Kat Tracks: Social media is bad for everyone


With the steady rise of various social media platforms over the past 20 years, many changes have taken place leading to controversial views on how social media has changed our world. Of the more than seven billion people on the planet, more than 3.5 billion people are online, and about two-thirds of those people are on social media sites.

Social media has adapted society in both positive and negative ways. The platforms have increased the speed and range of communications in the United States and the rest of the world.

Through social media, people have been able to communicate with people from different countries, which increases understanding and appreciation of travel and different cultures and lifestyles. Being connected to different parts of the world has also generated interest and donations to charities. Most of these organizations have social media platforms where they can engage, teach, and gain support from their audience.

Social media has also had a huge effect on business and professional networking. With social media sites like Facebook, LinkedIn, Instagram, and Etsy, businesses can connect with employees, customers, and job candidates. People also find it easier to find job opportunities through social media.

Although there are some positive aspects of social media, there are more negative aspects. In a study by the Pew Research Center, 64% of Americans believe that social media has a negative effect on the way things happen in the United States today. In the study, most people believe that social media is creating a huge divide in the world when it comes to politics. Specifically, misinformation, online harassment and the amount of political advertising.

Social media also has a negative effect on communication skills and interpersonal relationships. Communication on social media platforms has become more fast-paced communication leading to abbreviated versions of words and phrases that have a negative effect on teen literacy skills. Additionally, 74% of millennials say they prefer online communication to face-to-face interactions. As social media changes the way we communicate, it tests our ability to make meaningful connections.

The increased use of social media is also leading to mental health issues. People often say things to other people online that they would never say in a face-to-face interaction. This leads to a cyberbullying problem, where 43% of teens report being bullied online, leading to anxiety, depression, and suicide.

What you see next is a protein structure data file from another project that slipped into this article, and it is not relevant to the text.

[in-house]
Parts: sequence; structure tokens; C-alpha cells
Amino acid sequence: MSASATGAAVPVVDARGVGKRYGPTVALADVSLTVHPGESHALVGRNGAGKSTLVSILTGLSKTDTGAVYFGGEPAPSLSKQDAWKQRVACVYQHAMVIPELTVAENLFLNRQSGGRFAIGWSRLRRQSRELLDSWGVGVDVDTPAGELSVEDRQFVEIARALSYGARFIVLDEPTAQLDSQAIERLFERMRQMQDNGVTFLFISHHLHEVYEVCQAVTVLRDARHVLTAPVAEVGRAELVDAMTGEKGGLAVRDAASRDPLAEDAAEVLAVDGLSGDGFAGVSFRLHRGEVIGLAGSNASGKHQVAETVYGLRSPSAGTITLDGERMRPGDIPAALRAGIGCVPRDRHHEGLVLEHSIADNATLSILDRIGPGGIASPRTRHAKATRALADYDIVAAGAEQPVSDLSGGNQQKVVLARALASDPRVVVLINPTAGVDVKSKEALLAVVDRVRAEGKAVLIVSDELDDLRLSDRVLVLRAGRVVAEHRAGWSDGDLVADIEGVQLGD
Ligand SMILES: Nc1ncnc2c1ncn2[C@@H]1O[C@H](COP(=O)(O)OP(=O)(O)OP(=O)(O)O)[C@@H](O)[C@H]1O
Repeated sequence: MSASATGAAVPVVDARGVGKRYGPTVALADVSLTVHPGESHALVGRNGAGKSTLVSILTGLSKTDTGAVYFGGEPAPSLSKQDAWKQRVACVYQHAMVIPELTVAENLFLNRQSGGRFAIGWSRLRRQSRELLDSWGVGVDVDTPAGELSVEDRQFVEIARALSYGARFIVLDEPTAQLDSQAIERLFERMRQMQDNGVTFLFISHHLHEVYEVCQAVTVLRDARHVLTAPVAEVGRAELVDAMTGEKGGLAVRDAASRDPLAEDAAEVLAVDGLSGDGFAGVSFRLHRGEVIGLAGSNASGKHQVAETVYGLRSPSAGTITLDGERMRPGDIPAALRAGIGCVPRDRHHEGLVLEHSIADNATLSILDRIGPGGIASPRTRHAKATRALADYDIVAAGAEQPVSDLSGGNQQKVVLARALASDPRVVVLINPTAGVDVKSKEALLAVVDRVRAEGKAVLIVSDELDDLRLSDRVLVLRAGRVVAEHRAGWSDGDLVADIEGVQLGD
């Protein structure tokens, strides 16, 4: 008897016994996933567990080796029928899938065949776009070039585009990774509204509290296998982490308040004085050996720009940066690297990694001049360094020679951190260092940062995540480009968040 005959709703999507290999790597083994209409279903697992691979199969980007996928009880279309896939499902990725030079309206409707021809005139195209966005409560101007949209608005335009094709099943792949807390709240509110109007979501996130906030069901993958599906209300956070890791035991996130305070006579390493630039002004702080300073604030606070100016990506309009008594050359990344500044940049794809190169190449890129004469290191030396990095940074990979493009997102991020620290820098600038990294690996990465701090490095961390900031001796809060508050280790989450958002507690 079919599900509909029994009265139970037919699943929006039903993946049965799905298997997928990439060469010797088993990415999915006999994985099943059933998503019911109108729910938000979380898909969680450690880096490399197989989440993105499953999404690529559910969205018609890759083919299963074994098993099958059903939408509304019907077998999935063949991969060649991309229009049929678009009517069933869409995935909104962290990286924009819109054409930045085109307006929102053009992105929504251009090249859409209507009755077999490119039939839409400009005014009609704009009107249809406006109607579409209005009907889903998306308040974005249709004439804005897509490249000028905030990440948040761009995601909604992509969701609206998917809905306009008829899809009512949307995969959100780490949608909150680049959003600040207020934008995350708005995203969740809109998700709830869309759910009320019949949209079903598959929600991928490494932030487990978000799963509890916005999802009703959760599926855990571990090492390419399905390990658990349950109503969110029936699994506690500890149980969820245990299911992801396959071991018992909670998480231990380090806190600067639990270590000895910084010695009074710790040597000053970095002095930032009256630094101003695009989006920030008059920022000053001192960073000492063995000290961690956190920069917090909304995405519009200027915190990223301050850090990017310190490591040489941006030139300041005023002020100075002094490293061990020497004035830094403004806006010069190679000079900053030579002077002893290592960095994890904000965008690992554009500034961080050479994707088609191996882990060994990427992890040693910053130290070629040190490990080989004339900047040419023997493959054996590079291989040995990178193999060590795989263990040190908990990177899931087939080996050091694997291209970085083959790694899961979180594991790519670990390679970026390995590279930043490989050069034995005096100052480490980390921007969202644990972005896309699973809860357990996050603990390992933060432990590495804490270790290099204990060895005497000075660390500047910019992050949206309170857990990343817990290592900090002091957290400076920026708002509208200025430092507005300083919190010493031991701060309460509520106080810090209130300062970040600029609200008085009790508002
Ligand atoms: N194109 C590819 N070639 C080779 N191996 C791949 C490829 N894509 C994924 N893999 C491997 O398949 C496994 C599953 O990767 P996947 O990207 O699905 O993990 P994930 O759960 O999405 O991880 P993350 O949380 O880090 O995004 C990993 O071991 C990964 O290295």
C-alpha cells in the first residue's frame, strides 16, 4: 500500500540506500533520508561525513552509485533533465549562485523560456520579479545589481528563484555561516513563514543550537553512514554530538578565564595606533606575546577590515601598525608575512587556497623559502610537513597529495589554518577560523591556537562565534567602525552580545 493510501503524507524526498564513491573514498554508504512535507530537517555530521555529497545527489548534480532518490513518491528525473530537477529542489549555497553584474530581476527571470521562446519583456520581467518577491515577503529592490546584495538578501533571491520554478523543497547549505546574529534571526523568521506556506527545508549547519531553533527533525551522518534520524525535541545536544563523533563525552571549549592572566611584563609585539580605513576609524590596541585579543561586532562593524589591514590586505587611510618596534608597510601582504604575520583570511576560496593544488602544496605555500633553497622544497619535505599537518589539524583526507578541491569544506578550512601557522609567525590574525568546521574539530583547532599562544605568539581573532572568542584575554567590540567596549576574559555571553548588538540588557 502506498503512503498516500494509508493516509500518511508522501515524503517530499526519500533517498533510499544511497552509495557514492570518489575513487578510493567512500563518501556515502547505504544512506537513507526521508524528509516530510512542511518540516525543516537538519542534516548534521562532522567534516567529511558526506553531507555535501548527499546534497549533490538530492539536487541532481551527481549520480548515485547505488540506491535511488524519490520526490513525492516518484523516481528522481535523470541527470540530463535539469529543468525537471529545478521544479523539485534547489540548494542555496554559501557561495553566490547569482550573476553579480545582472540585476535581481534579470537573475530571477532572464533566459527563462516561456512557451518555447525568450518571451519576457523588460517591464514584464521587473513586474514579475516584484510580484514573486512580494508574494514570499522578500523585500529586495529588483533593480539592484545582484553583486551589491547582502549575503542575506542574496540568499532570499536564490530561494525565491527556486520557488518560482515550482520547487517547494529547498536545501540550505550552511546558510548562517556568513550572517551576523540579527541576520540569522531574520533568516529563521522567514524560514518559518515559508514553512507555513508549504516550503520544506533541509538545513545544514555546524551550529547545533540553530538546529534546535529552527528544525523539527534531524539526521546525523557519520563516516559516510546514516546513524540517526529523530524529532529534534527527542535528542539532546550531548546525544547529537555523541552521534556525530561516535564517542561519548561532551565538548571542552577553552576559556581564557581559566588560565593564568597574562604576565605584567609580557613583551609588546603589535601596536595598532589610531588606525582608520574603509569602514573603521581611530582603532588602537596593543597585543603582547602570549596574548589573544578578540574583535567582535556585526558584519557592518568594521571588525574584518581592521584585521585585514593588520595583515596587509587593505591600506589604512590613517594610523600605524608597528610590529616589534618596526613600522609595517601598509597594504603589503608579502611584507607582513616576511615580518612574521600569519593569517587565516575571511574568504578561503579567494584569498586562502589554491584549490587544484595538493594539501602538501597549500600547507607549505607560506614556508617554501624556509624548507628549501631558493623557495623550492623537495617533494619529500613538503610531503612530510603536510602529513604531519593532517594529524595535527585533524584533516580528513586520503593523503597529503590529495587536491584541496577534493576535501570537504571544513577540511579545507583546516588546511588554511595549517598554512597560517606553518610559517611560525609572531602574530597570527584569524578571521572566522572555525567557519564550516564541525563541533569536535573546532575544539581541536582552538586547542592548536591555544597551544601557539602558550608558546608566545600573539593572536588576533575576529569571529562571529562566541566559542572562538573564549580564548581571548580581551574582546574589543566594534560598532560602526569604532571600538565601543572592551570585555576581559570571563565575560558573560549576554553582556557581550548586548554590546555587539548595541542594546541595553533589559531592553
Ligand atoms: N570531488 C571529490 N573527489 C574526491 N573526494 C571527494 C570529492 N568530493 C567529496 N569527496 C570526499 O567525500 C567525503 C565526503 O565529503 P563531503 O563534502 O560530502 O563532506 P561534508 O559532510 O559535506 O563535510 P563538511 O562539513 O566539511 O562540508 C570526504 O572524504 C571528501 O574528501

Social media also portrays unrealistic body images that can be detrimental to young women and young men. Photo editing and people trying to post only the best version of themselves can lead to mental health issues. A 2018 study on social media and body image shows a correlation between social media use and eating disorders.

Social media also raises issues of inequality. Income, race and ethnicity are all factors in which access to social media decreases. With social media and internet access being an important factor in both business and education, people who do not have this access are at a disadvantage.

When it comes to students, social media can pose many different problems. Apps such as Snapchat, Instagram, and TikTok where students often see friends and classmates partying, drinking, and using drugs can cause peer pressure issues. In these cases, many students have coined the term “FOMO”, which means “fear of missing out” when they see their peers participating in these activities. Students also feel that social media influences their academic well-being, as mental health, lack of sleep, and neglect of schoolwork can all influence social media use.

Social media harms us in ways we may not even realize. It is important for adults, children and students to learn how and when to get away from social media. Try to limit social media use to 30 minutes a day, as it can improve your mental health and well-being. If you’re feeling down, instead of scrolling endlessly on social media, it’s important to try activities outside or with friends, which can help improve mental health. Turn off social media notifications to avoid getting sucked in and start prioritizing yourself.

Katie Trott is a junior creative writing student at Ohio University. Please note that the views and opinions of columnists do not reflect those of The Post. What are your thoughts? Tell Katie by emailing her at kt008918@ohio.edu.

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